Reed Smith was a proud sponsor of the Fund Finance Association (FFA) 12th Annual Global Fund Finance Symposium in Miami, on February 8-10, 2023. The FFA symposium brings together investors, fund managers, bankers and lawyers for education and networking within the fund finance market. Below is a summary of our key takeaways and industry perspectives from the conference.

Key takeaways and industry perspectives

  • The general takeaway from the symposium is that the fund finance industry will continue to grow this year but, due to a slowdown in fundraising, there will be an increased emphasis on NAV, hybrid and preferred equity-type facilities, as well as rated note feeder structures.
  • Lending capacity limits set against increased demand creates opportunities for regional and smaller banks to enter the subscription line field, while private lenders will seek higher value opportunities in NAV. Pricing will remain a challenge, with funds looking to standardization and efficiency in use of lines to offset higher costs.
  • There continue to be constraints in the balance sheet of a large proportion of banks that can be deployed to subscription line facilities. Furthermore, fund raising is lower in 2023 than it was in 2022. This is driven by global uncertainty in the economic markets, inflationary pressures and importantly the so-called “denominator effect” which means that investors require distributions to be made from investments in existing funds before committing to new funds.
  • Funds are expanding their banking relationships as they seek additional balance sheet from bank and non-bank lenders. There was a significant increase in sponsors at the symposium which supports this trend in the market.
  • The effect of this demand for balance sheet is to create an upward pressure on pricing as this demand starts to outstrip supply in certain circumstances.
  • There is a consequential increase in the demand for NAV and hybrid facilities and preferred equity, as funds are encouraged to offer asset level recourse to support their fund finance facilities. Many banks in the market that traditionally provided only subscription line facilities are now branching out and offering NAV and hybrid facilities.
  • Our debt fund clients who specialize in providing NAV facilities have been inundated with requests for term sheets from sponsors. Interestingly, the large upper market direct lending funds that specialize in leveraged finance facilities are now prepared to provide NAV-like facilities to sponsors.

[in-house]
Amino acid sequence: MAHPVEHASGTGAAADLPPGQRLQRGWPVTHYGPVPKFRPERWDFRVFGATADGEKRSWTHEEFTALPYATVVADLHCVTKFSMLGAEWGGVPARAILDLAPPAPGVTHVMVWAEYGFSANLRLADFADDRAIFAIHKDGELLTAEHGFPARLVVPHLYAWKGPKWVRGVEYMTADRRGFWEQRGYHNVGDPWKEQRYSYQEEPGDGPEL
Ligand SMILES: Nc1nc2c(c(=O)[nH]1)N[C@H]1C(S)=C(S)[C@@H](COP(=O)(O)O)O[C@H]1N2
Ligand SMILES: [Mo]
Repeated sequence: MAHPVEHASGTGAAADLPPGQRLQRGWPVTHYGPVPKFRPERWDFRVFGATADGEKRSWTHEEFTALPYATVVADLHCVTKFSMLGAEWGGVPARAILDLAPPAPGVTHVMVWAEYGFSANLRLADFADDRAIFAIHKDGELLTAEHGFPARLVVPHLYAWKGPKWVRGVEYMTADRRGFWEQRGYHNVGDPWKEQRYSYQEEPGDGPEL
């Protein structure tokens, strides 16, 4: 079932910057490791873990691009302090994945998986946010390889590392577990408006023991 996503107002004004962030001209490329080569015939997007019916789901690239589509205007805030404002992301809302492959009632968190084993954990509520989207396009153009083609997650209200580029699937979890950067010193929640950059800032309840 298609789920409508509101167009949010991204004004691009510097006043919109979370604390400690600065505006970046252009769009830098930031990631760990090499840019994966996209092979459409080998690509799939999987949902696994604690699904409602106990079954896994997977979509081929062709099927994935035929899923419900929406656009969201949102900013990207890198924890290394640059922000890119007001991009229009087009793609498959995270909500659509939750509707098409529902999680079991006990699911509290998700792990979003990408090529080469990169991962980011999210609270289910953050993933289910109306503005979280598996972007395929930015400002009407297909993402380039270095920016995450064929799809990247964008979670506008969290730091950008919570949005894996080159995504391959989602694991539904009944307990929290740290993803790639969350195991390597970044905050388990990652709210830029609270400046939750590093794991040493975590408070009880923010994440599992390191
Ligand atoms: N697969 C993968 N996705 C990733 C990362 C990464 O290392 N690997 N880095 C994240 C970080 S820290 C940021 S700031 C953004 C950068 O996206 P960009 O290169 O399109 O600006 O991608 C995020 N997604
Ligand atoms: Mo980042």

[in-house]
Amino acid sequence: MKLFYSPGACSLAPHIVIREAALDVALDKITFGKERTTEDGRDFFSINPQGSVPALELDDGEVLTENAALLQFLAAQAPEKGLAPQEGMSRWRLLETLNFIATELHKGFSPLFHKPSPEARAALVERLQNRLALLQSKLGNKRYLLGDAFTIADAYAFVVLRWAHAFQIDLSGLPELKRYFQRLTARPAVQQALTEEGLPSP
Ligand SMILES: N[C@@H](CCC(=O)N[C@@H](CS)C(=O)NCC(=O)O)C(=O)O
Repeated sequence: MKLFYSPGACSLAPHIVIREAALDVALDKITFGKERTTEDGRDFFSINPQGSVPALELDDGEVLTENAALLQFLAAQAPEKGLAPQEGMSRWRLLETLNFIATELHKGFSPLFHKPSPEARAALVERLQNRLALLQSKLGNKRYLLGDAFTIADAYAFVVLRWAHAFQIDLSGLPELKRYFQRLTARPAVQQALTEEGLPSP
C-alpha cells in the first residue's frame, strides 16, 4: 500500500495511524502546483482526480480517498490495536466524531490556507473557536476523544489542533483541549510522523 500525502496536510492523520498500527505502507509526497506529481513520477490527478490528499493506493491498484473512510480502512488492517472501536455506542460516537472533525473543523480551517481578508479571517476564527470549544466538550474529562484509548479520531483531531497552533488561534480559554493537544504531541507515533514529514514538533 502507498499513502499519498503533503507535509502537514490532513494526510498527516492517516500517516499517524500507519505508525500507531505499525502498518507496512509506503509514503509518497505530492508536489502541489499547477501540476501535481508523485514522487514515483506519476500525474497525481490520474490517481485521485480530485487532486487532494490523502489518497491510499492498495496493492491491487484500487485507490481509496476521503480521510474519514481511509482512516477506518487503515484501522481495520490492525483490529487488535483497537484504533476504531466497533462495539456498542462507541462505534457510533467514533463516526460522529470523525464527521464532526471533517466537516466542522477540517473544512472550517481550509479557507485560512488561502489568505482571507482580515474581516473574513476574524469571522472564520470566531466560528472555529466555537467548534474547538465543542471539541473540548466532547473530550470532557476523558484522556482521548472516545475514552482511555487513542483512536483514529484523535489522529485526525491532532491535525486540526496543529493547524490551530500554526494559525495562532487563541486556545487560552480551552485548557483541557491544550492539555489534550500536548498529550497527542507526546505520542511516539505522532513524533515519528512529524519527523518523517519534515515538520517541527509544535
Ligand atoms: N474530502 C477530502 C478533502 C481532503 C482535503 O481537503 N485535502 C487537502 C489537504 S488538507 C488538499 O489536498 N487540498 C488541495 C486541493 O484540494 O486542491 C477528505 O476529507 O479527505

• However, upper mid-market and top tier sponsors continue to successfully raise funds and obtain balance sheet from their key relationship banks, although even these sponsors are now looking more at NAV facilities and widening their bank relationships. They are also looking to non-bank lenders to provide these facilities, a number of which are sitting on large amounts of dry powder.
  • There was much discussion about banks and non-bank lenders combining together to provide a sort of term loan A facility and term loan B facility, or a unitranche facility (including use by non-bank lenders of back leverage arrangements with banks), that would have the term loan B lender incur the first loss on any default. The idea is that a more traditional bank would provide the term loan A facility or more senior debt (on enforcement), with the non-bank lender providing the term loan B facility or less senior debt, or providing back leverage. We believe this structure could be successful and will reflect to some extent the development historically in the leveraged finance market.
  • In order to get around regulatory and capital retention issues, both bank and non-bank lenders are keen to explore obtaining a rating of the debt that they provide. This would facilitate a bank or non-bank lender’s ability to syndicate the facility to certain market participants such as insurance companies.
  • For the first time, there were many rating agencies present at the symposium and a number of the people they have hired were previously bankers who specialized in fund finance.